WASHINGTON, DC /Send2Press Newswire/ — In an effort to leverage the historic youth voter turnout in 2004, a cadre of young activists across the country have identified issues important to them and are visiting state representatives to discuss how they will address those issues. The task is a pre-conference assignment for the Fifth Annual Black Youth Vote! (BYV!) Civic Leadership Conference (www.bigvote.org), Hip Hop Activism: Revolutionizing Black Power, April 7-9, at the National Education Association in Washington, DC.
“Learn by doing,” charged Earl O’Neal, a board member of the National Coalition on Black Civic Participation (NCBCP), parent organization for BYV!. “You successfully registered and mobilized thousands of new voters across the country, now its time to hold those elected officials accountable.”
Acting on the charge, Steven Waddy Atlanta BYV! coordinator, recently accompanied ten students from the Atlanta University Center to meet with Georgia committee chairs, local state representatives and senators.
“Just seeing the shock on the faces of legislators once they found out who requested to speak with them made many of the BYV! participants giddy with anticipation on how they could influence the next legislator on their list,” said Waddy.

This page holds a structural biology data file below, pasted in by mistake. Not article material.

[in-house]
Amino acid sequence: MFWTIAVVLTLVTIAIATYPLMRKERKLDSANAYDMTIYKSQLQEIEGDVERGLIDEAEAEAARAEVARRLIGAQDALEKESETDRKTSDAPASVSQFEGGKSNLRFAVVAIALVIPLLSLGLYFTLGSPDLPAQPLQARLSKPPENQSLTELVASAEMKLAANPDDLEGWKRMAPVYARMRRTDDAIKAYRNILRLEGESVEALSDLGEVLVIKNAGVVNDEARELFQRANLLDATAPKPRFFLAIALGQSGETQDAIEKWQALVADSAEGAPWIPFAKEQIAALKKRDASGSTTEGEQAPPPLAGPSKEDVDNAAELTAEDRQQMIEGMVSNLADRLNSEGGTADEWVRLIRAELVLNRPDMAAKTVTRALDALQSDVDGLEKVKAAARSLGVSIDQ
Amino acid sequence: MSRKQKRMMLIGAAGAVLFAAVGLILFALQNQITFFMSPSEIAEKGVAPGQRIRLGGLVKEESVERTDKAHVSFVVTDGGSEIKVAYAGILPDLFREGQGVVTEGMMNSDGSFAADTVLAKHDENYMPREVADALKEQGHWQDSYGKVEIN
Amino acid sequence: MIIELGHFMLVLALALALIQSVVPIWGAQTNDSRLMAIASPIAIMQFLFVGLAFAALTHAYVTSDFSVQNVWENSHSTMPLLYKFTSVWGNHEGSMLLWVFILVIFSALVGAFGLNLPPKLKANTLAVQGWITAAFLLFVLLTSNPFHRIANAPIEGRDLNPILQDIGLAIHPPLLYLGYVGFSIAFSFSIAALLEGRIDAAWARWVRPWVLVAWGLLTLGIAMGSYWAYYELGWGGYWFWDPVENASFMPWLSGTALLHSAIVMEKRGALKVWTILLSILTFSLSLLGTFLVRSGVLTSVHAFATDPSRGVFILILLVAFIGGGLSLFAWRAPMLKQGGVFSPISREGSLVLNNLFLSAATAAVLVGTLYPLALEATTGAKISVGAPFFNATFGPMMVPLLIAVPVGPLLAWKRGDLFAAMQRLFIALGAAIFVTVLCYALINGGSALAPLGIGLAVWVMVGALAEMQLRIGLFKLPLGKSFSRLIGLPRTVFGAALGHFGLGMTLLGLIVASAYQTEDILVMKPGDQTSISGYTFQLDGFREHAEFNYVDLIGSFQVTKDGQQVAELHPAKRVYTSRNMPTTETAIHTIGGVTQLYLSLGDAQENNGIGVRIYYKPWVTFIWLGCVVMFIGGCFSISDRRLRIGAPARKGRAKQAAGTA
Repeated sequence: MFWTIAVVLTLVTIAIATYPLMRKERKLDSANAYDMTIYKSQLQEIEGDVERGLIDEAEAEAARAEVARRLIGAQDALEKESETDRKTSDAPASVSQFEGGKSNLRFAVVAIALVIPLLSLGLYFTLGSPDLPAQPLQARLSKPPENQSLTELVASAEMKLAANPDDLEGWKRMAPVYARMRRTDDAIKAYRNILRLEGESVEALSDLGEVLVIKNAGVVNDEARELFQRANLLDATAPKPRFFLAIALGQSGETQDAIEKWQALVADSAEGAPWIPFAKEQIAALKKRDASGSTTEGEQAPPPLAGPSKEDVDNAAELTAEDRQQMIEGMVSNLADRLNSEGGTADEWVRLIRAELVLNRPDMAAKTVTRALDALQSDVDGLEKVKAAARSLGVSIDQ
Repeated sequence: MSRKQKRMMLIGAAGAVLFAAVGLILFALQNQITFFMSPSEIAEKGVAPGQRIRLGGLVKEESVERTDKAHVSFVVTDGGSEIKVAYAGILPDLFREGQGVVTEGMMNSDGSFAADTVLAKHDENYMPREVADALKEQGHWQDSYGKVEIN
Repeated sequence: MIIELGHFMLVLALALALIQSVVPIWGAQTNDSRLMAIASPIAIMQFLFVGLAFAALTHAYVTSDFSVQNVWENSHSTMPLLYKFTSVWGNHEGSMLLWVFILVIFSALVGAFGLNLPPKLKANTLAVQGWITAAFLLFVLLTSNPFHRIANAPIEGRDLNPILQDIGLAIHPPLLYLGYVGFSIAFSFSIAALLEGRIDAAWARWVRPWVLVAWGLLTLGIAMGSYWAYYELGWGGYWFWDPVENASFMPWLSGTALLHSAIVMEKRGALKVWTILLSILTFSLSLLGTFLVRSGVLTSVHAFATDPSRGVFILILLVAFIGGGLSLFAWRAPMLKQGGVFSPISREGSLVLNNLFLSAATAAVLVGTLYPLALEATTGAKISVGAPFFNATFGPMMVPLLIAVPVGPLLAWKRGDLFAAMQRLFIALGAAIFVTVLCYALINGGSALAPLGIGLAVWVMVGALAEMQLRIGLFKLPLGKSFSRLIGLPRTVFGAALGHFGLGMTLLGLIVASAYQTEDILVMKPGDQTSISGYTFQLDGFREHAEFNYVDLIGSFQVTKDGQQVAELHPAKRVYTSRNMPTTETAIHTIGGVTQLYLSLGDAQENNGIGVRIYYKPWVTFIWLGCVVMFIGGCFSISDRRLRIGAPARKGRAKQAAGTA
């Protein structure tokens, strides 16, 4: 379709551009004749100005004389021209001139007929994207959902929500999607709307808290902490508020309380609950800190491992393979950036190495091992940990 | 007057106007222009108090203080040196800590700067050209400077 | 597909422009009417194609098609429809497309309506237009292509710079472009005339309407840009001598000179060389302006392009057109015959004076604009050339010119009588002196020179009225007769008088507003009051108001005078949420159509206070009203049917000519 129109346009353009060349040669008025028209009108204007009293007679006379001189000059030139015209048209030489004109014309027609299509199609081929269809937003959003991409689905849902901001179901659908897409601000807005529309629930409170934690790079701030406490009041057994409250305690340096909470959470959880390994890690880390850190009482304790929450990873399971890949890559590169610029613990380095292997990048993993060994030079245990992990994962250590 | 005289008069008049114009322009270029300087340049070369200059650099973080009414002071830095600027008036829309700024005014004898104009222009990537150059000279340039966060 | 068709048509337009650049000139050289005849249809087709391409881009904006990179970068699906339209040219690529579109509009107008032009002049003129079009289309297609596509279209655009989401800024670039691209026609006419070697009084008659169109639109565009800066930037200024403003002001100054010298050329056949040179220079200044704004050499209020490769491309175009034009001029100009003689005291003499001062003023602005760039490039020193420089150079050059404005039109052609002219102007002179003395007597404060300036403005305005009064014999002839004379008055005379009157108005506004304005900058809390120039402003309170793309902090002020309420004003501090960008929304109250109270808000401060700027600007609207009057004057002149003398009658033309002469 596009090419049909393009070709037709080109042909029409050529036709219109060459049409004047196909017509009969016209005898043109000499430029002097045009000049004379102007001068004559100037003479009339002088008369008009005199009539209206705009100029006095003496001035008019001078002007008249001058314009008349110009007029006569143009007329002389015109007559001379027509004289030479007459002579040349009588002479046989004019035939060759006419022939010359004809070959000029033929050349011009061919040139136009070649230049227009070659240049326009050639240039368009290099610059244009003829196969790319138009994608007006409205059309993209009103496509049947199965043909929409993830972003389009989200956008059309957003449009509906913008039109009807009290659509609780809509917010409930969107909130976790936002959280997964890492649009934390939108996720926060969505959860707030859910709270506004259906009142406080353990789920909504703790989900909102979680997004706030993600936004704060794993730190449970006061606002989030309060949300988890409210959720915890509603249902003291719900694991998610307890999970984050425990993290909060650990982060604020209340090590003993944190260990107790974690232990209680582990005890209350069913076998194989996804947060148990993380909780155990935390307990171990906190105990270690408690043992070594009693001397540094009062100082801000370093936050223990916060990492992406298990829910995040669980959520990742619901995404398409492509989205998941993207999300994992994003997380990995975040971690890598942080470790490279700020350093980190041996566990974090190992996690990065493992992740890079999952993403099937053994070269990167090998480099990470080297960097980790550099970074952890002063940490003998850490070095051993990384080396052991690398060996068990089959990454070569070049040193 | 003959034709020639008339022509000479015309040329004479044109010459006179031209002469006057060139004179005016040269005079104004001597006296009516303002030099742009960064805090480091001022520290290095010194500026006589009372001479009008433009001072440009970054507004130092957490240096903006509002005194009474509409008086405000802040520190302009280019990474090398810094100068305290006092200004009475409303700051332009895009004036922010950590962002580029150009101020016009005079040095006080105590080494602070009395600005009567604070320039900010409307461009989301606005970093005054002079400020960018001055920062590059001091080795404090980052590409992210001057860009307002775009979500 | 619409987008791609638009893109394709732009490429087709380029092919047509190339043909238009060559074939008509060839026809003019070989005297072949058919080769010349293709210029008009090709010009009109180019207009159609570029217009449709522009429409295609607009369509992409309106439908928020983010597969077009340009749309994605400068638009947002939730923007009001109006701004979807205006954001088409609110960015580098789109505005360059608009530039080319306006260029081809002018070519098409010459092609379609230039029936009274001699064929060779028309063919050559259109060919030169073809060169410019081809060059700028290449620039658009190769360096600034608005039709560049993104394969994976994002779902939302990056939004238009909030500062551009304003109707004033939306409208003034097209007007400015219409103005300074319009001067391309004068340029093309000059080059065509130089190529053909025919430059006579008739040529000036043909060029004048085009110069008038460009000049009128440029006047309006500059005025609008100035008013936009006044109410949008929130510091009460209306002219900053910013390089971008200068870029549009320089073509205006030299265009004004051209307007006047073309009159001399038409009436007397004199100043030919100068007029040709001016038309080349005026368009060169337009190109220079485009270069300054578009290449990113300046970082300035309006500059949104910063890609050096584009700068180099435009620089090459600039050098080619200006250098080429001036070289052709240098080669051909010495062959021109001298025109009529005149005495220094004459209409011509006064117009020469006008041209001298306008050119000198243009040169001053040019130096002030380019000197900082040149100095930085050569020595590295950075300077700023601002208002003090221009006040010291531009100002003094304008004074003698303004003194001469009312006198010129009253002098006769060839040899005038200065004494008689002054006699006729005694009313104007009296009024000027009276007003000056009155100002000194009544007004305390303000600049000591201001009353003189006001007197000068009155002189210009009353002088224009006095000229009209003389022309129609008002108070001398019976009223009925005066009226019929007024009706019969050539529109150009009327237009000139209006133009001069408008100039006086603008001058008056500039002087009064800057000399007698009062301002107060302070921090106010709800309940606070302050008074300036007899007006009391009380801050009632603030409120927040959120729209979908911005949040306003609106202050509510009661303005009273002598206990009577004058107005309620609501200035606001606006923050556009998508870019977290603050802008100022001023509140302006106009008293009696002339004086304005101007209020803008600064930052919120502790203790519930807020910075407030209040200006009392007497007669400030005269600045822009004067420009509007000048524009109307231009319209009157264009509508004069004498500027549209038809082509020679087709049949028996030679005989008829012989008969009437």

According to conference manager, Nancy Harvin, the assignments will be used as case studies during a series of workshops designed to train the youth to identify local issues that affect their community, equip them with the tools necessary to make change, and teach them to develop an action plan to execute locally and nationally.
Speakers include BET’s Jeff Johnson aka “Uncle Jeff,” Dr. Maya Rockeymore, author of “The Political Action Handbook: A How To Guide For The Hip Hop Generation,” and members of congress, among others.
Sponsored by the NEA and State Farm Insurance, conference highlights include a Thursday morning legislative briefing on Capitol Hill, and a debate, “Is Hip Hop the Next Civil Rights Movement?,” at the National Council of Negro Women Headquarters, that evening. Moderated by radio personality, Mark Thompson, this intergenerational dialogue will examine the impact of youth activism during the civil rights era and address the influence of hip hop on the political system.
“The Black youth electorate, many voting for the first time in 2004, felt the power of voting. The conference will prepare them to leverage that power and have an impact on their communities,” says Melanie L. Campbell, executive director and CEO of the NCBCP.
Recently profiled in Black Enterprise Magazine (Feb. 05), BYV! is a coalition of organizations committed to increasing the political and civic engagement of Black youth under the age of 35. The NCBCP is a 501(c) 3 nonprofit, nonpartisan organization dedicated to increasing African American participation in civil society.
For more information visit http://www.bigvote.org or call 202.659.4929.